Book 50 in Cannonball Read 2
We is a dystopian novel, widely considered to be a precursor to George Orwell’s 1984. It is written in the form of records chronicling the progress of D-503 from enthusiastic support of OneState, a fascist regime, to a man in love despite the prohibition on such emotional attachments, to an advocate for rebellion, and lastly to a sort of lobotomized supporter of the regime once again. The comparison to 1984 is not particularly apt, as the only elements the two novels share are fascist regimes, male main characters, and women that they fall in love with while rebelling against the fascist regime. Where 1984 is both nuanced and fully-formed, placing the reader inside the protaganist’s mental state, We is sort of, well, half-assed. D-503 is never a full character, and sure, that could be partly due to the fact that he is just a cog in a big machine, but it’s also because Zamyatin doesn’t know how to show - only how to tell.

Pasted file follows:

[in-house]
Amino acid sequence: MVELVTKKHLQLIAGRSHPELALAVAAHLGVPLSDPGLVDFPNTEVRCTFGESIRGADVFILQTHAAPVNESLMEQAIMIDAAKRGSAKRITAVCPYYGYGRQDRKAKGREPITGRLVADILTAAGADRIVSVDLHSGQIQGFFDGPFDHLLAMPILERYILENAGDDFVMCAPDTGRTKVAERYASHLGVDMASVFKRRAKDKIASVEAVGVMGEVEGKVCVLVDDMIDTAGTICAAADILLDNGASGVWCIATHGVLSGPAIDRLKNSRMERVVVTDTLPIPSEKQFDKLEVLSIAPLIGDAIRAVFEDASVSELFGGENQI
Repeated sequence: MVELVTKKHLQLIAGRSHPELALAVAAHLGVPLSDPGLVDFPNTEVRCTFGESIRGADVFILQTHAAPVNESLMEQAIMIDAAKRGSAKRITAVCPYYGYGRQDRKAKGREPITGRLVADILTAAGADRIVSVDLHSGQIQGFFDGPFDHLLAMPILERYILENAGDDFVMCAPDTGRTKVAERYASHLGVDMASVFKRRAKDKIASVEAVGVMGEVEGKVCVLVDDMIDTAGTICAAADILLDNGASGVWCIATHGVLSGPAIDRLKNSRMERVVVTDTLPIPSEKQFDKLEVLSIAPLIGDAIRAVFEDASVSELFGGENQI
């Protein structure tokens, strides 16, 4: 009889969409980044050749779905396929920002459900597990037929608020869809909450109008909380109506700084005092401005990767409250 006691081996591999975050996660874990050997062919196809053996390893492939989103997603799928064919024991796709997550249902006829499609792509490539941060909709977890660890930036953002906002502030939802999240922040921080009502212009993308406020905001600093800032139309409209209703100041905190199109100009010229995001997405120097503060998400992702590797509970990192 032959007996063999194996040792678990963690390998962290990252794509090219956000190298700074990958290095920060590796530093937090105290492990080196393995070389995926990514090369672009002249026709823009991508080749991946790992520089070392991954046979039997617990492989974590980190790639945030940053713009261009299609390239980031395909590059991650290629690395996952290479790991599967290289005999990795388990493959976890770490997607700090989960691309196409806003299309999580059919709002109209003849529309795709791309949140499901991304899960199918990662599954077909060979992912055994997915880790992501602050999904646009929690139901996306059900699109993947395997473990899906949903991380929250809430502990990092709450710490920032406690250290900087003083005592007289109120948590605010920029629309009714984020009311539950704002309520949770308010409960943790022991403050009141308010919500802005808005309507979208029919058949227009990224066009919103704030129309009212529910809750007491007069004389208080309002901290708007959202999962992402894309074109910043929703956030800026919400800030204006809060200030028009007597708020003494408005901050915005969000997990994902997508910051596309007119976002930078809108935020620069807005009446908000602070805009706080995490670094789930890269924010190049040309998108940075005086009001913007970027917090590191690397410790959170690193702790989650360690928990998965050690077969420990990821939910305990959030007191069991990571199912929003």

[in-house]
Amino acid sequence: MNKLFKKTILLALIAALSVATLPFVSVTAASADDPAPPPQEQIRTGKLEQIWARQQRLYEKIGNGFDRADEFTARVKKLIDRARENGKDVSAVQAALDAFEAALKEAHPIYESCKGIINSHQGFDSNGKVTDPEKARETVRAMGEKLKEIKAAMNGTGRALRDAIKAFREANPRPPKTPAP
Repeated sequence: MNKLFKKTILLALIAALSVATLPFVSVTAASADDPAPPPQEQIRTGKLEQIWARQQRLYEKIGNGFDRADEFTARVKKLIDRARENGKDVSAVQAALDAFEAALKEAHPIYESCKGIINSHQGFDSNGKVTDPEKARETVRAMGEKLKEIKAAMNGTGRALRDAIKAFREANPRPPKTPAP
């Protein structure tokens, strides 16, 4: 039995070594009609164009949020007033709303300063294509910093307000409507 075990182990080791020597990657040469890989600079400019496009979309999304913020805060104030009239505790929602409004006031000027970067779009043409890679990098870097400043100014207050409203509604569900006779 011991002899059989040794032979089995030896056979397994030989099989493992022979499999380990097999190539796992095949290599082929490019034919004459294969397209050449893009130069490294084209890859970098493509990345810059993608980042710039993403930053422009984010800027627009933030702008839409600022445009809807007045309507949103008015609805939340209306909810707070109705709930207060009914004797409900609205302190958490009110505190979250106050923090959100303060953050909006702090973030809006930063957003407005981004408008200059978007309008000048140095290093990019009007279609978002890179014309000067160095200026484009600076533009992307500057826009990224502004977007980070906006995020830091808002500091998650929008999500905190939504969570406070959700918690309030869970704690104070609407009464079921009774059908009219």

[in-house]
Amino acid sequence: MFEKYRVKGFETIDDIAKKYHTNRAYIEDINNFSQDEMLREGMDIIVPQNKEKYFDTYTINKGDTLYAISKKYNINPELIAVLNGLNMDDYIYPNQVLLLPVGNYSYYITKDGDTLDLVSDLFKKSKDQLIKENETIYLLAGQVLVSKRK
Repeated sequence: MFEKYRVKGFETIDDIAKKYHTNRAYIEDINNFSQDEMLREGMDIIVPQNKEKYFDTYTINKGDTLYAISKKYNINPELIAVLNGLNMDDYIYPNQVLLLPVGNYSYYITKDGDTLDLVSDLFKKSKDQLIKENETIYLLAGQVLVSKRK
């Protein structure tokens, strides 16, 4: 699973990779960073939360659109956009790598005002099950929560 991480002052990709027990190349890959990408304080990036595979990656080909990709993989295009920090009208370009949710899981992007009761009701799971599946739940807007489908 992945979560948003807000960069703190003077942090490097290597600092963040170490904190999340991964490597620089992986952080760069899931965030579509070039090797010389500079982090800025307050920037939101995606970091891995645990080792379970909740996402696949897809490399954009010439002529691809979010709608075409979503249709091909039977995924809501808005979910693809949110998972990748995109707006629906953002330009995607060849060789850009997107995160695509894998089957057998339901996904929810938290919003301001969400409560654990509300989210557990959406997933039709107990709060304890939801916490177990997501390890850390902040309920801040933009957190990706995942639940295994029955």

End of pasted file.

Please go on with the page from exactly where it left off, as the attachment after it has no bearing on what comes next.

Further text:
One of the best parts of reading dystopian novels is the details provided about the society depicted. Zamyatin provides scant details, opting instead to feature D-503’s flowery descriptions of his surroundings.
The book also features ellipses all the time (this could be the translation, or the original text itself). Let’s do a little experiment. I am going to turn to any random page and count the ellipses.
Page 82: 5 ellipses. Example: “I knew I was imagining all this, that everything was the way it was before, but still, it was clear. . .”
Page 149: 9 ellipses. Example: “I couldn’t move . . . because I wasn’t standing on a surface.”
Page 42: only 3 ellipses.
Page 169: 6 ellipses.
Ellipses are the stupidest punctuation imaginable.
We is not so terrible and ridiculous as Brave New World, but it does not approach the brilliance in characterization, plot, or dystopian dread that Orwell created in 1984. It provides little useful political critique other than ‘fascism is bad.’